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Chapter 2 study guide

by: Ariel

Chapter 2 study guide EL316


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Chapter 2, based off the book notes
Foundations of Reading Techniques
Study Guide
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This 40 page Study Guide was uploaded by Ariel on Monday September 19, 2016. The Study Guide belongs to EL316 at Southeast Missouri State University taught by Porter in Fall 2016. Since its upload, it has received 5 views.


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Date Created: 09/19/16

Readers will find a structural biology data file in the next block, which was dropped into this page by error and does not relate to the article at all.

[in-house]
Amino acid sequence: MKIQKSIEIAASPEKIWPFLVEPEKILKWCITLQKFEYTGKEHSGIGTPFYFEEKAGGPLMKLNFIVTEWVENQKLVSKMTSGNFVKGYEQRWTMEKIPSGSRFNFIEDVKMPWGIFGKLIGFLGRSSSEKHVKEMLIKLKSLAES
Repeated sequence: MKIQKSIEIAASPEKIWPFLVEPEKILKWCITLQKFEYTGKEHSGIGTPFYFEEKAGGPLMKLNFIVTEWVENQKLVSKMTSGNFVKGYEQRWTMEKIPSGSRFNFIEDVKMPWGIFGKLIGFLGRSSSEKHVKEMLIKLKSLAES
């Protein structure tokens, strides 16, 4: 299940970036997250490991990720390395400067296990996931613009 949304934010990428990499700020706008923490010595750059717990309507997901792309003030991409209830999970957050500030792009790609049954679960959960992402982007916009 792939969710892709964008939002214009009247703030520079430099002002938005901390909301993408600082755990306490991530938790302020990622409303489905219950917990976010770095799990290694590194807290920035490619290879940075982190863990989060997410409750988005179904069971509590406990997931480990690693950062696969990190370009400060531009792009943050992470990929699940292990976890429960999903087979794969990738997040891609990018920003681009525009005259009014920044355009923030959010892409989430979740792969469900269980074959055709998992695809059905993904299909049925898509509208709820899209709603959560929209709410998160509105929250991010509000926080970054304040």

Chapter 2 Examining Children’s Literacy Development 8-30-16 Agenda 8:00-8:50 •  Morning Message •  Read Aloud No David by David Shannon •  Essential Questions •  Nurturing young children’s language development Morning Message Dear Students, Today is Tuesday, August 30, 2016. Today I am going to share a really cute book about a little boy named David. His parents are always telling him “no”. When I was little I remember my mom would always tell me “no” when I asked if I could wear my pink poodle skirt to school. I loved my poodle skirt. It was not made of poodle hair but had a picture of a poodle dog at the bottom of the skirt. Everyone had a poodle skirt. After I read you the story, we will play a mystery game. I think you will really like it. A mystery is something that we don’t understand or confused about. You can use clues to help you figure out what the mystery might be. If it is not too hot, we will go outside for recess. When you are outside, look for animal tracks. In science we have been learning about how we can tell where an animal has been by seeing their tracks or footprints on the ground. Finally, we have a special guest visiting our classroom. Our visitor will share how she uses her dog to help her do things around her house. She calls her dog a service dog because he helps her. I hope you enjoy your day! Yours in reading, Dr. Porter Essential Questions for Chapter 2 •  How can teachers nurture young children’s language development? •  How can teachers foster children’s interest in literacy? •  What are the three stages children move writers?as they develop as readers and How can teachers nurture young children’s language development? Are these words familiar? 1.  Phonology 2.  Syntax 3.  Semantics 4.  Pragmatics The four language modes! (receptive Oral Language is understanding what is heard and expressive oral language is the ability to express thoughts through oral language) Oral Language •  Young children develop oral language through everyday experiences and interaction with parents and others literacy-development Team Discussion •  In the video, how did the care givers nurture language development? List all the different ways and be prepared to share with class. 15 minutes Break (10 Minutes) Oral Language Activities in the Classroom Instructional Procedures See Compendium after chapter 12 MOST VALUABLE ORAL LANGUAGE ACTIVITY INTERACTIVE READ ALOUDS Children: Listen, learn new vocabulary, acquire more sophisticated sentence structures, develop listening and speaking skills, participate in retelling MOST VALUABLE ORAL LANGUAGE ACTIVITY •  Grand Conversations •  Shared Reading •  Book Talks •  Choral Reading •  Interactive Writing •  Word Sort •  Language Experience •  Word Walls •  Story Boards •  Semantic Features analysis •  Story Retelling •  K-W-L charts Books that Develop Oral Language •  See list on page 42 •  Go through the books on your table and discuss how you could use these in your future classroom. Link Between Oral Language and Literacy •  Vocabulary knowledge is a strong predictor of beginning reading success •  Vocabulary knowledge is linked to decoding and comprehending •  Phonemic awareness and letter knowledge are significant precursors to decode words but not to their comprehension How do we assess a child’s Oral Language? Look fors: •  Speak clearly in complete sentences •  Respond to questions •  Initiate conversations •  Take turns •  Ask questions •  Participates in discussions •  Sing songs and recite finger-plays •  Tell about experiences •  Observations •  Anecdotal notes •  Checklists •  Video clips •  Monitor listening skills during conversations and discussions when reading or giving directions •  Can a child play with words (rhyming words and alliterations) •  Connects new words to concepts they are learning •  Uses new words as they talk Break 10 minutes What does this look like in the classroom? v=uk9cSteKdcM&index=1&list=PL1DE8C47047 F16821 v=UJmexsQv4ys&index=4&list=PL1DE8C47047 F16821 •  Mystery Bag Think about the benefits of this learning activity that promotes oral language development. https://www Directions for Mystery Bag •  Preparation: •  1. Find or create an interesting bag to use as the bag of mysteries 2a. Can be based on a themebjects to be placed in the mystery bag • For example: Things you find in a kitchen •  Implementation: •  1. Introduce the concept of descriptive language by describing several classroom objects a. For example: Show students a ruler and describe it as wooden, rectangular, and hard 2. Show students the bag of mysteries a. Place an unseen object in the bag b. Explain that students will attempt to guess the mystery object based on your desc. Model giving clues and allow students to guess 3. Place another unseen object in the bag 4. Select five students to be “describers” a. Each student reaches into the bag and, without looking at the object, produces a unique descriptive word for the object 5. Facilitate student guessing about what is in the bag a. When a correct guess is provided, reveal the object b. If students are unable to guess the object after several attempts, it can be revealed • Or five new students can be chosen to be “describers” to assist the rest of the class 6. Develop additional descriptive words once object is revealed a. Write words on chart paper 7. Repeat process with several classroom objects 8. Discuss a. What constitutes useful descriptive language? b. When is descriptive language useful and necessary? •  English Language Learners/ESL: •  - Prompt with either/or questions, for example "is it hard or soft?" - Provide "describers" with examples of mystery objects to practice ahead of time LD/Reading & Writing Difficulties: •  - Prompt with either/or questions, for example "is it hard or soft?" - A list of prompt phrases can be provided ahead of time so these students may practice Cultural Appropriateness & Diversity: •  - Select classroom objects that are familiar and meaningful to all students - Use as an opportunity to introduce artifacts from other cultures Differentiated Instruction: •  - Implement activity in small groups to more effectively differentiate level of difficulty of chosen mystery objects - Encourage proficient speakers to use complete sentences when giving descriptions Effective Literacy Practices HANDBOOK •  Sections: 1.  Creating a Literate Community 2.  Word Study and Fluency 3.  Connecting School and Home Creating a Literate Community Chapter 2 EL316 9-1-16 Agenda •  Read Aloud-Lilly’s Purple Plastic Purse by Kevin Henkes •  Review of Stages of Literacy Development •  Creating a Literate Community •  Handbook Directions Stages of Literacy Development Stage Reading Writing Emergent Children: Children: • notice environmental print • distinguish between writing and drawing • show interest in books • write letters and letter-like forms or scribble randomly on the page • pretend to read • develop an understanding of directionality • use picture cues and predictable patterns in books to retell the story • show interest in writing • reread familiar books with predictable patterns • write their first and last names • identify some letter names • write 5–20 familiar or high-frequency words • recognize 5–20 familiar or high-frequency words • use sentence frames to write a sentence Beginning Children: Children: • identify letter names and sounds • write from left to right • match spoken words to written words • print the upper- and lowercase letters • recognize 20–100 high-frequency words • write one or more sentences • use beginning, middle, and ending sounds to decode words • add a title • apply knowledge of the cueing systems to monitor reading • spell many words phonetically • self-correct while reading • spell 20–50 high-frequency words correctly • read slowly, word by word • write single-draft compositions • read orally • use capital letters to begin sentences • point to words when reading • use periods, question marks, and exclamation points to mark the end of sentences • make reasonable predictions • can reread their writing Fluent Children: Children: • identify most words automatically • use the writing process to write drafts and final copies • read with expression • write compositions with more than one paragraph • read at a rate of 100 words per minute or more • indent paragraphs • prefer to read silently • spell most of the 100 high-frequency words • identify unfamiliar words using the cueing systems • use sophisticated and technical vocabulary • recognize 100–300 high-frequency words • apply vowel patterns to spell words • use a variety of strategies effectively • add inflectional endings to words • often read independently • apply capitalization rules • use knowledge of text structure and genre to support comprehension • use commas, quotation marks, and other punctuation marks • make inferences Emergent • Use environmental print. • Have children use crayons for drawing and pencils for writing. • Include literacy materials in play centers. • Encourage children to use scribble writing or write random letters if they can’t do more-conventional writing. • Read aloud to children. • Teach handwriting skills. • Read big books and poems on charts using shared reading. • Use interactive writing for whole-class and small-group writing projects. • Introduce the title and author of books before reading. • Have children write their names on sign-in sheets each day. • Teach directionality and letter and word concepts using big books. • Have children write their own names and names of classmates. • Encourage children to make predictions and text-to-self connections. • Have children inventory or make lists of words they know how to • Have children retell and dramatize stories. write. • Have children respond to literature through talk and drawing. • Have children “write the classroom” by making lists of familiar words they find in the classroom. • Have children manipulate sounds using phonemic awareness activities. • Have children use frames such as “I like ” and “I see a ” to write sentences. • Use alphabet-learning routines. • Encourage children to remember what they write so they can read it. • Take children’s dictation using the Language Experience Approach. • Teach 20–24 high-frequency words. • Post words on a word wall. Stage Reading Writing Beginning • Read charts of poems and songs using choral reading. • Use interactive writing to teach concepts about written language. • Read leveled books during guided reading lessons. • Provide daily opportunities to write for a variety of purposes and using different genres. • Provide daily opportunities to read and reread books independently. • Introduce the writing process. • Teach phonics concepts and rules. • Teach children to develop a single idea in their compositions. • Teach children to cross-check using the cueing systems. • Teach the 100 high-frequency words. • Teach children to proofread their compositions. • Teach children to spell the 100 high-frequency words. • Point out whether texts are stories, informational books, or poems. • Teach contractions. • Teach predicting, connecting, cross-checking, and other strategies. • Teach capitalization and punctuation skills. • Teach the elements of story structure, particularly beginning, • Have children use computers to publish their writing. middle, and end. • Have children share their writing from the author’s chair. • Have children write in reading logs and participate in grand conversations. • Have children take books home to read with parents. Stage Reading Writing Fluent • Have children participate in literature circles. • Have children participate in writing workshop. • Have children participate in reading workshop. • Teach children to use the writing process. • Teach about genres and other text features. • Teach children to revise and edit their writing. • Involve children in author and genre studies. • Teach paragraphing skills. • Teach children to make text-to-self, text-to-world, and text-to- • Teach spelling rules. text connections. • Teach synonyms. • Expand children’s ability to use comprehension strategies. • Teach homonyms. • Have children respond to books through talk and writing. • Teach root words and affixes. • Teach children to use a dictionary and a thesaurus. PreK K 1 2 3 4 Some children Most children are Most children are Most second Most children Most fourth are emergent emergent readers beginning readers graders continue become fluent graders are fluent readers and and writers during and writers, and in the beginning readers and readers and writers before kindergarten, but through stage, but some writers by the end writers, but those coming to school, a few reach the instruction, their reach the fluent of the school year, who continue to but others enter beginning stage understanding of stage by the end but a few still struggle need the stage as a during the school the alphabetic of the school year. struggle with extra instruction result of school year. principle grows. literacy. in problem areas. experiences. Three Research-based principles for creating an effective literacy environment •  accessible materials •  purposeful room and wall displays of print materials •  Classroom routines that promote reading and writing • top_640x360_ccv2/ab/streaming/myeducationlab/ earlychildhoodeducation/EACH_015_335_iPad.mp4 important terms : Word wall Learning centers/Work stations Read-aloud Shared reading Guided reading Independent reading BEFORE WATCHING VIDEO What do you already know? In your groups, sketch a classroom. illustrate: 1.  specific areas for small-group and whole-class instruction; 2.  centers or work stations for independent and small-group practice; 3.  areas of the room that display print (books, posters, word walls, etc.); 4.  arrangement of furniture (chairs, tables, bookcases, etc.) for instruction and practice; and 5.  any other features that promote literacy development. 6.  Take a picture with your ipad Complete the Classroom Community Chart (PDF). Examine your sketch and chart to reflect on how you use the environment to promote reading, writing, and oral language. While watching the video, think about and take notes on these questions: What part of your classroom works well to promote reading and writing? What would you like to change? Video K-2 Reading Workshop 1.  Creating a Literate Community (2 days) DAY 1 •  In this section, you will watch Dr. Paratore's lecture on creating a literate community in early literacy. •  Use the posters to take notes on the lecture. •  In this video segment, Dr. Paratore discusses how effective and writing. The lecture focuses on: varied and accessible print materials and classroom resources, purposeful displays of print in the classroom, and classroom routines that promote targeted opportunities for writing and oral language development. After watching the lecture, think about the following statement by Dr. Paratore: “The decisions teachers make about their classroom contexts have a children's time to read.” motivation to read and a consequence in Review your notes and consider these questions: •  What are the important factors for planning and designing a literacy-rich environment? •  What classroom literacy routines promote reading and writing to "get things done"? •  Do the decisions teachers make to create a literate classroom environment in kindergarten, grade 1, and grade 2 differ? How? Why? After watching the classroom excerpts, consider these questions: 1.  How did the classroom environments promote children's independent reading and writing? 2.  What areas of literacy and specific skills were emphasized in each classroom environment? 3.  How did each classroom promote opportunities to use reading, writing, and oral language? 4.  Becky Pursley says, "My classroom arrangement has always been a struggle to me." What are your challenges in creating a literate classroom environment? How have you addressed these challenges? Effective Literacy Practices HANDBOOK t 3 Sections: 1. Creating a Literate Community 2. Word Study and Fluency 3. Home and Family Connection 1. CREATING A LITERATE COMMUNITY You will include resources that you plan to use in the future. You must choose at least 3 items for this section. 1.  themes throughout the year 2.  lists of books categorized by topics, genres, or themes you teach 3.  lists of books categorized by reading level 4.  lists of related print materials to display in the room (word walls, charts, poems, student work, etc.) 5.  classroom arrangements for reading, writing, listening, and speaking: whole-class, small-group, and independent areas (include a sketch of your classroom) 6.  daily routines for Morning Work or Morning Jobs 7.  activities for independent/small-group work (work boards, activity charts, etc.) 8.  other materials, curriculum topics, or classroom routines that support literacy learning Wednesda y 9-9-16 Read Articles ( ON MOODLE) We will then return to your Classroom Community Chart. Add any new thoughts, ideas or questions based on the readings and review of important terms. Bring your chart to class on Wednesday. •  Early Literacy Development Part:1 | 2 | 3 (PDF) Morrow, L. M., and E. Asbury. "Current Practices in Early Literacy Development." In Gambrell, L. B., et al., eds. Best Practices in Literacy Instruction. 2d ed. 43-63. New York, N.Y.: The Guilford Press, 2003. • Ford, M. P., and M. F. Opitz. "Using Centers to Engage Children During Guided Reading Time: Intensifying Learning Experiences Away From the Teacher." The ReadingTeacher 55, no. 8 (2002): 710-717.